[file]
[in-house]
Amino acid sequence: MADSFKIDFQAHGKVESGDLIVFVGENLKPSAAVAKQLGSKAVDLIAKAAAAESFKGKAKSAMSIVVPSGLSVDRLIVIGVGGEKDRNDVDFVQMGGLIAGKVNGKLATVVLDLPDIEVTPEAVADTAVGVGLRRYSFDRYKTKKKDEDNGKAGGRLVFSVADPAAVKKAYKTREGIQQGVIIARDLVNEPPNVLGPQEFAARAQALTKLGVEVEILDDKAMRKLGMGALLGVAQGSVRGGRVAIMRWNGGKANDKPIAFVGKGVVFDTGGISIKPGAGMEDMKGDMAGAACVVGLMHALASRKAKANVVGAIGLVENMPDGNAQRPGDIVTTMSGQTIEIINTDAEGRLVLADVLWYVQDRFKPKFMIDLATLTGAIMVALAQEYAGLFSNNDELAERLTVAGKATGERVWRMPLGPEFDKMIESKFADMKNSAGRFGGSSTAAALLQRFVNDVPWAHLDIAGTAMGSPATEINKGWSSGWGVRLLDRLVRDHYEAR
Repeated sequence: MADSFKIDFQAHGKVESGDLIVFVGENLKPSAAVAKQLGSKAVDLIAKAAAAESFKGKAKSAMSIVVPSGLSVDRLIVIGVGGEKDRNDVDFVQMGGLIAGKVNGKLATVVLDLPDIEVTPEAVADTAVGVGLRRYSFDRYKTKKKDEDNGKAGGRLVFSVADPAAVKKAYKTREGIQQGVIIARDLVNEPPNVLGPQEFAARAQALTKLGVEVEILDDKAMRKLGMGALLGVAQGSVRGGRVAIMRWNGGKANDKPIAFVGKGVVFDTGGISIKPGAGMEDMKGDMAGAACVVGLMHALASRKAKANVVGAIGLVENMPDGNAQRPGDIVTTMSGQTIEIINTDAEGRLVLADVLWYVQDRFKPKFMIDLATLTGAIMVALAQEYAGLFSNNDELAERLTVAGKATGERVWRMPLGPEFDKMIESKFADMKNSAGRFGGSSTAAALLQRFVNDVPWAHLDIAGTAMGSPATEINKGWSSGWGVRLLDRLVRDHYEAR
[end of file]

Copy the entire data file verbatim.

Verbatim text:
[in-house]
Amino acid sequence: MADSFKIDFQAHGKVESGDLIVFVGENLKPSAAVAKQLGSKAVDLIAKAAAAESFKGKAKSAMSIVVPSGLSVDRLIVIGVGGEKDRNDVDFVQMGGLIAGKVNGKLATVVLDLPDIEVTPEAVADTAVGVGLRRYSFDRYKTKKKDEDNGKAGGRLVFSVADPAAVKKAYKTREGIQQGVIIARDLVNEPPNVLGPQEFAARAQALTKLGVEVEILDDKAMRKLGMGALLGVAQGSVRGGRVAIMRWNGGKANDKPIAFVGKGVVFDTGGISIKPGAGMEDMKGDMAGAACVVGLMHALASRKAKANVVGAIGLVENMPDGNAQRPGDIVTTMSGQTIEIINTDAEGRLVLADVLWYVQDRFKPKFMIDLATLTGAIMVALAQEYAGLFSNNDELAERLTVAGKATGERVWRMPLGPEFDKMIESKFADMKNSAGRFGGSSTAAALLQRFVNDVPWAHLDIAGTAMGSPATEINKGWSSGWGVRLLDRLVRDHYEAR
Repeated sequence: MADSFKIDFQAHGKVESGDLIVFVGENLKPSAAVAKQLGSKAVDLIAKAAAAESFKGKAKSAMSIVVPSGLSVDRLIVIGVGGEKDRNDVDFVQMGGLIAGKVNGKLATVVLDLPDIEVTPEAVADTAVGVGLRRYSFDRYKTKKKDEDNGKAGGRLVFSVADPAAVKKAYKTREGIQQGVIIARDLVNEPPNVLGPQEFAARAQALTKLGVEVEILDDKAMRKLGMGALLGVAQGSVRGGRVAIMRWNGGKANDKPIAFVGKGVVFDTGGISIKPGAGMEDMKGDMAGAACVVGLMHALASRKAKANVVGAIGLVENMPDGNAQRPGDIVTTMSGQTIEIINTDAEGRLVLADVLWYVQDRFKPKFMIDLATLTGAIMVALAQEYAGLFSNNDELAERLTVAGKATGERVWRMPLGPEFDKMIESKFADMKNSAGRFGGSSTAAALLQRFVNDVPWAHLDIAGTAMGSPATEINKGWSSGWGVRLLDRLVRDHYEAR